The WakeEd blog is devoted to discussing and answering questions about the major issues facing the Wake County school system. How will the new student assignment plan balance diversity, stability, proximity and stability? How will Jim Merrill replace Tony Tata as the new superintendent of the state's largest district? How will voters react to a $810 million school construction bond referendum on Oct. 8 ballot? How will this fall's school board elections impact the future of the district?

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Wake County Schools Superintendent Jim Merrill gives "early warning" on new state results

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Speaking of tests, new Wake County Schools Superintendent Jim Merrill gave an “early warning” that state test scores won’t look so great this year.

The state tests were changed this past school year to reflect the new common core state standards. This means that the passing rates will be much lower than in 2011-12 under the prior curriculum.

“We do not expect those scores to be good,” Merrill said at Tuesday’s school board meeting. “I don’t think anyone in the state is excited about what they anticipate those scores will be.”

Merrill said that it would be “inaccurate” to compare the new results under the “more rigorous” common core standards with the prior tests. He gave an analogy.

“We were measuring time based on a sprint,” Merrill said. “Now we will measure time based on a steeplechase. And you can not compare the times because the two kinds of races are completely different.”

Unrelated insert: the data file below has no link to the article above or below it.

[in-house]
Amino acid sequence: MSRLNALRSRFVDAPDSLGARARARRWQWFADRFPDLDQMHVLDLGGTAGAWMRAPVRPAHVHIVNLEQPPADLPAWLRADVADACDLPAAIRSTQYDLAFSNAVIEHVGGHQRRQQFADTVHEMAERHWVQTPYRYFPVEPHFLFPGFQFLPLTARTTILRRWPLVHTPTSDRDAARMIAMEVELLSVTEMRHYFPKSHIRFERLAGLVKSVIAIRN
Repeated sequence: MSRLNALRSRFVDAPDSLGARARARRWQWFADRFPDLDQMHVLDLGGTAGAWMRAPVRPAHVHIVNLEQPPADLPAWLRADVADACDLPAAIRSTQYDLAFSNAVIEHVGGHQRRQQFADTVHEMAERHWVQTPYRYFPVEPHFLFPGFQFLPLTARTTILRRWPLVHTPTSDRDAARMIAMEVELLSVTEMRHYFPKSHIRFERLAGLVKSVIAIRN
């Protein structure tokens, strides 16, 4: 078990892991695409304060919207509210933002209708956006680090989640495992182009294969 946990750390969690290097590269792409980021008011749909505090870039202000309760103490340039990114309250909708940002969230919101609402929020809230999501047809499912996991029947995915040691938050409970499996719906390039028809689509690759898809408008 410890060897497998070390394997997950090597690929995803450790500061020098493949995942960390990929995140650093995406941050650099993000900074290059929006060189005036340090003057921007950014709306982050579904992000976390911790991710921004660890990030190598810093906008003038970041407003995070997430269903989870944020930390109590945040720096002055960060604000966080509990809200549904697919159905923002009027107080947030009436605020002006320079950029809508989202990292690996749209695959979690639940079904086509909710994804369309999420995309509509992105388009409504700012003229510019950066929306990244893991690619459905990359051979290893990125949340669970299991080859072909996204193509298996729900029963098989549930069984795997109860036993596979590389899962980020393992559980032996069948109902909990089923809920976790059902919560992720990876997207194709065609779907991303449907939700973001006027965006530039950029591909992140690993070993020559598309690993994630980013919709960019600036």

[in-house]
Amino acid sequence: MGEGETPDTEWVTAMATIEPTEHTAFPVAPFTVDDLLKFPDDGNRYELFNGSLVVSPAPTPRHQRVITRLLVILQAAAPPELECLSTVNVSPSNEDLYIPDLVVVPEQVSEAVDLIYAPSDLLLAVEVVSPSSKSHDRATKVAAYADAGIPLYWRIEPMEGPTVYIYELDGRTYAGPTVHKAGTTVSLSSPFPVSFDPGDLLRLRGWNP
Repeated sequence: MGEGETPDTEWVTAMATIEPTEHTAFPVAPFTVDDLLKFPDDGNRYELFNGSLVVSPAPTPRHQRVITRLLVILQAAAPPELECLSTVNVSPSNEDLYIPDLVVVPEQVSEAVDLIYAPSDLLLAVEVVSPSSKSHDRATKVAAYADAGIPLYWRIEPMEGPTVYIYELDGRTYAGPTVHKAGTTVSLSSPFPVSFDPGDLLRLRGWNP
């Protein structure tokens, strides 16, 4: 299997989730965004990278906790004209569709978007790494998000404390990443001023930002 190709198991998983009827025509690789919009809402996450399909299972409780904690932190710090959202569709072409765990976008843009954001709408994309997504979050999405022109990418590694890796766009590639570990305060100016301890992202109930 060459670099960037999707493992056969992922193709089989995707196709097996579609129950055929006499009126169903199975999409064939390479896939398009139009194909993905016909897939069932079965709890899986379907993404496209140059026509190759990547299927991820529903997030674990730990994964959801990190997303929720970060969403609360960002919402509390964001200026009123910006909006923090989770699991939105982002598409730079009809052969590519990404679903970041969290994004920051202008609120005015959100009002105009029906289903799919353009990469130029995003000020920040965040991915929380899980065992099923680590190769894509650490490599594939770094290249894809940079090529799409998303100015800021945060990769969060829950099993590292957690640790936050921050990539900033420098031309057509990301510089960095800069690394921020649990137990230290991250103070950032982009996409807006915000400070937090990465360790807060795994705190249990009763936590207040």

Merrill said this year’s results should be considered the benchmark year that Wake will build and grow on.

State Schools Superintendent June Atkinson gave a similar warning about the test results when she met with reporters Aug. 12.

Former Wake Superintendent Tony Tata made similar remarks during his “State of the Schools” speech in August 2012.

1377128211 Wake County Schools Superintendent Jim Merrill gives "early warning" on new state results The News and Observer Copyright 2011 The News and Observer . All rights reserved. This material may not be published, broadcast, rewritten or redistributed.


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Race to the Top

Common Core was adopted as part of a plan that was created to get money from the Race to the Top program which is a competitive grant program. It is a US Dept. of Education program but not stimulus money. The stimulus money for education ran out several years ago and was not tied to any specific changes to policy at the state level.

They're sure making a lot of excuses of late

It doesn't sound like a school system that can justify why the voters should come to their rescue with bond support to me.

Isn't the reason that NC was changed to Common Core because Puddin' Perdue accepted stimulus money that had this crap tied in with it?

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About the blogger

T. Keung Hui covers Wake schools.